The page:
This debate aims to question the boundaries of privacy regarding data. Why, according to each player, should one sort of data be public while another type should be private ?
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The goal of this workshop is to organise a walking debate on issues related to public and private data. The objectives of a walking debate are to:
- Put participants in an active position encouraging questioning and reflection
- Inspire a critical, engaged atmosphere and group debate
- Deconstruct prejudices
- Create an avenue for meaningful response
Present a series of statements. At each assertion, each participant will to have to take a position physically:
- To the right of the facilitator, if they are in agreement
- To the left, if they disagree
- No one is allowed to stay in the middle (no opinion) – physical movement encourages the choosing of sides and of arguments
After each statement, once everyone has chosen a position, ask a participant why they positioned themselves for or against (according to what chose). Next, ask someone from the other side to explain themselves and alternate as such until everyone has spoken. During the exchange, follow these rules:
- Participants may only speak once each.
- Arguments given should address the debate question and not the last thing said by the opposing camp. They should respond to each other directly.
- If a participant is convinced by another’s argument they can change sides.
Facilitation tips: In this debate, there are no right or wrong answers – everyone is simply giving their opinion. Ensure participants are aware of this. The statements listed below are examples tested by our moderators. We therefore know that they are good examples for debate encouragement. This shouldn’t stop you from coming up with your own ideas! However, we would advise you to choose statements that don’t have a clear or straightforward response (in order to encourage the debate) and particularly to test them beforehand (with colleagues, friends, family) to ensure that they work well for this type of activity. For more information on personal data, we recommend you refer to the workshop ‘Reflecting on Personal Data‘.
Once participants have understood the idea of a walking debate – and that they can change sides during the debates, during the same question, even without waiting for the end of an argument – you can start! Read out the statements one by one. Don’t force participants to speak — this may make them feel uncomfortable which means they may not move at all. A better idea would be to ask for a volunteer to explain their position and let the debate progress naturally. Leave participants respond, move the debate on if necessary, and allow the shyer amongst the group to speak where necessary.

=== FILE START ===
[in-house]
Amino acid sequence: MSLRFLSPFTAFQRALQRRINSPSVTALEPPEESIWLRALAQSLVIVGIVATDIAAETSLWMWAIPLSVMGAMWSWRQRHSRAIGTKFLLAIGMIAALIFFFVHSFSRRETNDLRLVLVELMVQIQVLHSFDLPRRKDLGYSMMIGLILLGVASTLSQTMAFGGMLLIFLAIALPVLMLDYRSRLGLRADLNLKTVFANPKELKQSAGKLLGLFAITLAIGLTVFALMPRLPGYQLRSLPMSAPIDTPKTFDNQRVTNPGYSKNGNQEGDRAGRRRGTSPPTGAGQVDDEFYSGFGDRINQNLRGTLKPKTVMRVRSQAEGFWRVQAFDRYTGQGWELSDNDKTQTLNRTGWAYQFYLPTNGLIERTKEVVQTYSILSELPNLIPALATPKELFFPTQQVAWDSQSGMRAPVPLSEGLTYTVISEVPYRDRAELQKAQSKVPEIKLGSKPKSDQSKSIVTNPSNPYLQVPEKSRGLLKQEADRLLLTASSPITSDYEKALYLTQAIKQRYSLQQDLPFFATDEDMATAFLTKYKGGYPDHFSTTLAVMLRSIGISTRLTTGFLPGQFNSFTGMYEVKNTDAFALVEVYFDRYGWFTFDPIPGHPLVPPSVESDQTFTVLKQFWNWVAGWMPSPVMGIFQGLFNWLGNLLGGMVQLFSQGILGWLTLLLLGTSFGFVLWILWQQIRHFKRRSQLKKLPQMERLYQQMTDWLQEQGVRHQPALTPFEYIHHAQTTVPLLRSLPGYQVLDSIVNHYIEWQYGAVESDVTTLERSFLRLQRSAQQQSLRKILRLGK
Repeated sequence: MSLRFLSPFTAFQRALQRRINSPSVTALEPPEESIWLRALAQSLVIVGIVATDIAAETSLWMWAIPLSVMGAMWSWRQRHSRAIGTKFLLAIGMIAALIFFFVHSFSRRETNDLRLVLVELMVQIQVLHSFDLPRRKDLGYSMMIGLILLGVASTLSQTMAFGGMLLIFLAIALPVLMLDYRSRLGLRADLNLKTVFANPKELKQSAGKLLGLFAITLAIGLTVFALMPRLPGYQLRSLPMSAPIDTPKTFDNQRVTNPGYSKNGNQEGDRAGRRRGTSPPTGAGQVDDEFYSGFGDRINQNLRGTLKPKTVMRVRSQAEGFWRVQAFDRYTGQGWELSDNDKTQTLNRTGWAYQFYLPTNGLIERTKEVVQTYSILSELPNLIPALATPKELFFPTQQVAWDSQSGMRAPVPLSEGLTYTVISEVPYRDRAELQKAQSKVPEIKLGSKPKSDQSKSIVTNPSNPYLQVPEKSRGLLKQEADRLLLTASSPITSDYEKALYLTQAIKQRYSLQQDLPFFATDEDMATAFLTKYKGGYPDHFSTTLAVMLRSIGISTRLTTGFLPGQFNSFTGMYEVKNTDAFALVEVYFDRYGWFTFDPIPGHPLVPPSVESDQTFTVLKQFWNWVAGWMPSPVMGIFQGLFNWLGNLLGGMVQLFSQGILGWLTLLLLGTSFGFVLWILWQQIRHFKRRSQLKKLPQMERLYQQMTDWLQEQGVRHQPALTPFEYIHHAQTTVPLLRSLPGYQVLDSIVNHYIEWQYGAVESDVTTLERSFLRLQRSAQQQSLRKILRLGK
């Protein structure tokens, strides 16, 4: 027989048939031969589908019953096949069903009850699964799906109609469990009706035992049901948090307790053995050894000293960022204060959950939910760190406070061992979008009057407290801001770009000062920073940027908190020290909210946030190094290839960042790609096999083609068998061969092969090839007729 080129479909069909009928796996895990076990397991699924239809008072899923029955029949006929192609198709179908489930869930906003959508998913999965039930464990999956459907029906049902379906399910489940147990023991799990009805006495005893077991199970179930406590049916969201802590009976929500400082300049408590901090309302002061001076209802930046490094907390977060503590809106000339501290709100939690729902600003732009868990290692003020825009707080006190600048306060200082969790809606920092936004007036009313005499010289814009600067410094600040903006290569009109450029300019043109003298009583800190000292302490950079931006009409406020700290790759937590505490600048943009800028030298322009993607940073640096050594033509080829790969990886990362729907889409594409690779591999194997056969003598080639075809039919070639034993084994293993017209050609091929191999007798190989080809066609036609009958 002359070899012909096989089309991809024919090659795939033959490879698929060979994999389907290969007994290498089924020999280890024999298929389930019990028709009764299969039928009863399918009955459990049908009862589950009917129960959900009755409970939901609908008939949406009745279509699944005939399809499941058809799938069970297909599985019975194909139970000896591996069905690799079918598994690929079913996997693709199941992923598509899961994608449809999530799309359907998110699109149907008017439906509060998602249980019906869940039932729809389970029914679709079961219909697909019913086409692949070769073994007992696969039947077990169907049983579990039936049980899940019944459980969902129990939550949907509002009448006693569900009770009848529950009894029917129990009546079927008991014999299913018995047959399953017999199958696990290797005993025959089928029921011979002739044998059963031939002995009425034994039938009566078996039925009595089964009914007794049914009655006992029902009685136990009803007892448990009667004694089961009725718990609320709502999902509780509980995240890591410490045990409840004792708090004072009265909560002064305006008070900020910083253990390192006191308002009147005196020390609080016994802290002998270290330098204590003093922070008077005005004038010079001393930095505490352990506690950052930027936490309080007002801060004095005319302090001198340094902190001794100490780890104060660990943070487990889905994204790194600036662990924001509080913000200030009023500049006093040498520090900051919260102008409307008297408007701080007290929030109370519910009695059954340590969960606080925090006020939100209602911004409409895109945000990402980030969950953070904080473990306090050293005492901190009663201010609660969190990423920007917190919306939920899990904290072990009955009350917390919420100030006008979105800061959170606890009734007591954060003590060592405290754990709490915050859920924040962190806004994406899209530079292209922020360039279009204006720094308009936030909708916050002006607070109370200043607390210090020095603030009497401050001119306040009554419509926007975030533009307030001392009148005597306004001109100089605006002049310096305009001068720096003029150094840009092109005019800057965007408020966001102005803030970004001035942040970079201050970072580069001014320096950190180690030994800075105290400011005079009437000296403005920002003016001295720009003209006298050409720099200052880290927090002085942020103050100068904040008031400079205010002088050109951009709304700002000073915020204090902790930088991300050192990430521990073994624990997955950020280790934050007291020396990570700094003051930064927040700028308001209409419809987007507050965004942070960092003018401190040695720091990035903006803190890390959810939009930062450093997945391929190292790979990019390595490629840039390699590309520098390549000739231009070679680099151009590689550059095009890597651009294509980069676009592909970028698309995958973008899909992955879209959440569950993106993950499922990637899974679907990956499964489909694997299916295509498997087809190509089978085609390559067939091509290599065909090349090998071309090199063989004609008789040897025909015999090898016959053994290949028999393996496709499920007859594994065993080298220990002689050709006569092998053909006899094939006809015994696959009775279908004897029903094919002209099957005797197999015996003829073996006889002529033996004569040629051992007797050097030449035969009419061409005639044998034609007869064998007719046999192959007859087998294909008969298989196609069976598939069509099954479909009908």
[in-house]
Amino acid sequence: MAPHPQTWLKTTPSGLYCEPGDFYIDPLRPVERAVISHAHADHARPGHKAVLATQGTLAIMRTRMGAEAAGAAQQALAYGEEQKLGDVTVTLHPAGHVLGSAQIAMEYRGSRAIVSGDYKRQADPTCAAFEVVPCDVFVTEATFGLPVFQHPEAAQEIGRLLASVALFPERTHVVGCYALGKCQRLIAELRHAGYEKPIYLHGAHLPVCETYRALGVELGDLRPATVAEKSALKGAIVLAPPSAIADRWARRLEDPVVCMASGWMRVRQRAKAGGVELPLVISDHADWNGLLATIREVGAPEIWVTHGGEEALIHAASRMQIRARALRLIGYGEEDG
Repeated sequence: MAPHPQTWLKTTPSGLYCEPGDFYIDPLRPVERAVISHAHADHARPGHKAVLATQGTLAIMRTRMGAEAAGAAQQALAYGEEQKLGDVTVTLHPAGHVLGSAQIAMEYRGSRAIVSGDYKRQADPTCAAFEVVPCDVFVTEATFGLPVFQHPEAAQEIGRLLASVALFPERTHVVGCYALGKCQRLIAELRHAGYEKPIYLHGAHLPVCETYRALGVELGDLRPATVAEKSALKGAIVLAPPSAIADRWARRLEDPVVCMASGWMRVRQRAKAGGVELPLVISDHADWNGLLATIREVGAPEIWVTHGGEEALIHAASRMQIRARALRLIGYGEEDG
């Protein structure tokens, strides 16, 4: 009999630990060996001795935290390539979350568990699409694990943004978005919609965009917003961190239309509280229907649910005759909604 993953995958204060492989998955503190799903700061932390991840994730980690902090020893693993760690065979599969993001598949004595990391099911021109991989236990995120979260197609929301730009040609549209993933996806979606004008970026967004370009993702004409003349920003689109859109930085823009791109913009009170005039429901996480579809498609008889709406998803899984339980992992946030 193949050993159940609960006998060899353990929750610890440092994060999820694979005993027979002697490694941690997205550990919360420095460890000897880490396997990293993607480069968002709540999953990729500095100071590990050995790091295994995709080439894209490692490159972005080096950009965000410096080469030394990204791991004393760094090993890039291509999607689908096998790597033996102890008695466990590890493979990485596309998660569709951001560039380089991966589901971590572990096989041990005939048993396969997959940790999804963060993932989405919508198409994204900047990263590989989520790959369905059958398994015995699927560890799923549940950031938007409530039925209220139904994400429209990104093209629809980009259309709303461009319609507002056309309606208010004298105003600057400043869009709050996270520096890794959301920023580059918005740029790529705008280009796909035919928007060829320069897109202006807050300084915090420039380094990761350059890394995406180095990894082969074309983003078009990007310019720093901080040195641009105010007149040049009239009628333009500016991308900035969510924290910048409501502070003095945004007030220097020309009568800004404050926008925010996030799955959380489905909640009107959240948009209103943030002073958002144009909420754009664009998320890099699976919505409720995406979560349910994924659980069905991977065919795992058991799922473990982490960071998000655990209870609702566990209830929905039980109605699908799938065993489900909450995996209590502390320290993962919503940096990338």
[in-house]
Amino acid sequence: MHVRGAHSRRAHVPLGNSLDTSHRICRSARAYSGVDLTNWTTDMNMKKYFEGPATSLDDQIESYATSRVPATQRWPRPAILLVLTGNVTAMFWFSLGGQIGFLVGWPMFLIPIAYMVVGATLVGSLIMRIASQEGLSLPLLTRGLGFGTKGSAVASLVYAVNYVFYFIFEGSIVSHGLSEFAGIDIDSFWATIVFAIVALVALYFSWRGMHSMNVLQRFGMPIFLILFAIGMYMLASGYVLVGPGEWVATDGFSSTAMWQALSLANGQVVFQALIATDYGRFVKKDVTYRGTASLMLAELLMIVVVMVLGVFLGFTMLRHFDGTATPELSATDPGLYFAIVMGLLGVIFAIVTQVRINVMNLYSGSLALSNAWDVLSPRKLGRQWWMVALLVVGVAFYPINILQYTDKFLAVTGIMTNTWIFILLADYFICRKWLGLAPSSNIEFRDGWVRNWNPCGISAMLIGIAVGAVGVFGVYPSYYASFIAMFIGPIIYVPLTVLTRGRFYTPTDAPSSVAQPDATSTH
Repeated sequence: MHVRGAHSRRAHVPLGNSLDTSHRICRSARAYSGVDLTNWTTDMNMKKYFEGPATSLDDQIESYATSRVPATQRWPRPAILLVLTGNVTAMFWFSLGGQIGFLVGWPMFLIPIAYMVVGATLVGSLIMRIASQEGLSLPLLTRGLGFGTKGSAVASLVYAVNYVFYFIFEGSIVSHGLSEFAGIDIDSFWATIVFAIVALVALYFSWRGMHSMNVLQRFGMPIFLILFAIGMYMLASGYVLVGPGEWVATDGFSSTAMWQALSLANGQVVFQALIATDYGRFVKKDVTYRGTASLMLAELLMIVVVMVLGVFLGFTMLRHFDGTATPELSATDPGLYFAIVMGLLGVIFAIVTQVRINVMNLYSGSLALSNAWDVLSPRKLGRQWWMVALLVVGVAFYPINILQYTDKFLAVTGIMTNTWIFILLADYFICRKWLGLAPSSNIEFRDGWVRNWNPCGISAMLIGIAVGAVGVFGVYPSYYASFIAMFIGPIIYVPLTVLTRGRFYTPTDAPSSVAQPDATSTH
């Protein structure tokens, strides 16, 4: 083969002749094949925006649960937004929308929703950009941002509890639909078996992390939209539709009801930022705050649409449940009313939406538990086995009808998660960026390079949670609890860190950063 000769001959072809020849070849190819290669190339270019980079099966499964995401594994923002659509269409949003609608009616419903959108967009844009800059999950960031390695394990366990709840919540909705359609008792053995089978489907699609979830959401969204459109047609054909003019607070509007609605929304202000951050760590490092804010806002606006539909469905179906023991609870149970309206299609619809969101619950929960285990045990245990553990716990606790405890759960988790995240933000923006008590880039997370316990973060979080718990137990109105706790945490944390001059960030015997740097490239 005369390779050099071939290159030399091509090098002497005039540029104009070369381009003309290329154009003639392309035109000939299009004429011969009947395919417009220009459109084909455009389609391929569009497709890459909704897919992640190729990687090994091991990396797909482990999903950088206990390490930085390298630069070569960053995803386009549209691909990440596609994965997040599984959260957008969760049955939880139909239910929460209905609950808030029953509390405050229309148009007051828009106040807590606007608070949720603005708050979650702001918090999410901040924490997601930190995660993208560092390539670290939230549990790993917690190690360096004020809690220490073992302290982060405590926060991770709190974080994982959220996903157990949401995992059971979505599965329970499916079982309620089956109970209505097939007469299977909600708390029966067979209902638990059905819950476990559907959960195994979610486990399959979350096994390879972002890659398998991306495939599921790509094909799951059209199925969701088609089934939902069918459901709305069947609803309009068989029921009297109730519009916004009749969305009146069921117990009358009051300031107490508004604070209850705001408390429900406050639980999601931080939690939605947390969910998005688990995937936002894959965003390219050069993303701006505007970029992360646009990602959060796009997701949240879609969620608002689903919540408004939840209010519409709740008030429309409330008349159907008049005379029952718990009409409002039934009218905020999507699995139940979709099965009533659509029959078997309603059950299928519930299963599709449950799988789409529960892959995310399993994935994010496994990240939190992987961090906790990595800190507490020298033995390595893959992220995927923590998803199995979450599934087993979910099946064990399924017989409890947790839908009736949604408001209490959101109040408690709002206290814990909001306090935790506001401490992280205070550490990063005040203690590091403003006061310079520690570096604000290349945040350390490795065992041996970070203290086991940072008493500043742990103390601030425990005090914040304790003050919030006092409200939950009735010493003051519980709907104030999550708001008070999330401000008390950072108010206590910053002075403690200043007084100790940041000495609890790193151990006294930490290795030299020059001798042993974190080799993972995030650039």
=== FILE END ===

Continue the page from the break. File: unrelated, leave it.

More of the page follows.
- During the 00s, the parliamentary expenses scandals exploded in the UK, culminating in 2009, when a large number of resignations, sackings, de-selections and retirement announcements together with public apologies and the repayment of expenses. The Prime Minister Gordon Brown, for example, claimed £12.500 in public money for gardening expenses. In Europe [or insert your country here], claimed expenses of high level public servants should be made public.
- Many people die in incarceration [look up estimates for your country]. In many of these cases, the causes remain unknown. The number of deaths and their causes should be made open data.
- The European Union implemented an emissions trading system in order to discourage use of fossil fuels in an economically sustainable way. Essentially, every company is permitted to produce a certain amount of emissions. If they pass their threshold, they can buy more ’emission allowances’ from others who have not reached their limit. The names (and all other relevant information) of companies who pass their emission threshold should be made public.
- Many not-for-profit organisations cannot survive without spontaneous donations through methods like crowdfunding campaigns, particularly from companies or private citizens. Organisations that ask for donations should make their finances public.
- How many times have we seen politicians fail to appear in parliamentary meetings? What was the reason for their absence? Many questions like these can be asked, but answers are often unforthcoming. Members of parliament should be obliged to make their schedules public while they are absent from meetings. [Adapt this to your own national political context]
- On Facebook, if (and only if) a user flags an account, they can be scrutinised by the platform’s team, and, potentially, suspended. In cases where accounts have been suspended due to actions (conversations, friend requests, posts, etc.) links with terrorism, the names of these accounts should be made public.